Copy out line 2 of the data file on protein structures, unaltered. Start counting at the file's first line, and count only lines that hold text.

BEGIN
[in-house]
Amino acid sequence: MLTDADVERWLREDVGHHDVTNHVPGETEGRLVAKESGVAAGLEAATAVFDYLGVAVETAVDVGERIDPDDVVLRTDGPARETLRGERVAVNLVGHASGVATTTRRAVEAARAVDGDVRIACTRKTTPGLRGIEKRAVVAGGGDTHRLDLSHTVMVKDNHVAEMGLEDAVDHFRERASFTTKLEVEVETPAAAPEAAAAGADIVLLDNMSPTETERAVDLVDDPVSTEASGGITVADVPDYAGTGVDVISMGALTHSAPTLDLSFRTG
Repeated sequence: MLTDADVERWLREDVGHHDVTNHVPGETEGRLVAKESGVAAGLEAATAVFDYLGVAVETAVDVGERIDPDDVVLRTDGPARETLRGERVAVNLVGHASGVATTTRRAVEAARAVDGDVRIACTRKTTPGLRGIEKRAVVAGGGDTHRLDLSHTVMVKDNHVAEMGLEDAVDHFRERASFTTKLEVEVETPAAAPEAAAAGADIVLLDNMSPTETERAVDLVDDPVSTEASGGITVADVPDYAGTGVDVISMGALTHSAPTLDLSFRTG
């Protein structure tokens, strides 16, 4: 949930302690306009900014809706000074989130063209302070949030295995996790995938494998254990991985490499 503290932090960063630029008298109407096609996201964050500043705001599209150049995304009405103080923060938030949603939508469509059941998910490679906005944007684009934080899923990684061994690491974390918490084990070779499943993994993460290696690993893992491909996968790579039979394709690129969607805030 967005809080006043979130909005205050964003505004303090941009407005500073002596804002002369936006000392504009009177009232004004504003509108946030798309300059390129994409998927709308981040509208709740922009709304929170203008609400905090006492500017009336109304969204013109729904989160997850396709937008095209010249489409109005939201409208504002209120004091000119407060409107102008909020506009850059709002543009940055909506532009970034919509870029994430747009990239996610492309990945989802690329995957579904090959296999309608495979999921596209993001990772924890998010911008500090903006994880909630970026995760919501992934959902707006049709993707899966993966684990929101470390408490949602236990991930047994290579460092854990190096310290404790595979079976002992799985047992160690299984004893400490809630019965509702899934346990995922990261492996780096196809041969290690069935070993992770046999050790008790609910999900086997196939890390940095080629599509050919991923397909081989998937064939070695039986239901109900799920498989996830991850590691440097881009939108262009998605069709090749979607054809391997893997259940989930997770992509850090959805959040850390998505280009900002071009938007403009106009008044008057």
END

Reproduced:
Amino acid sequence: MLTDADVERWLREDVGHHDVTNHVPGETEGRLVAKESGVAAGLEAATAVFDYLGVAVETAVDVGERIDPDDVVLRTDGPARETLRGERVAVNLVGHASGVATTTRRAVEAARAVDGDVRIACTRKTTPGLRGIEKRAVVAGGGDTHRLDLSHTVMVKDNHVAEMGLEDAVDHFRERASFTTKLEVEVETPAAAPEAAAAGADIVLLDNMSPTETERAVDLVDDPVSTEASGGITVADVPDYAGTGVDVISMGALTHSAPTLDLSFRTG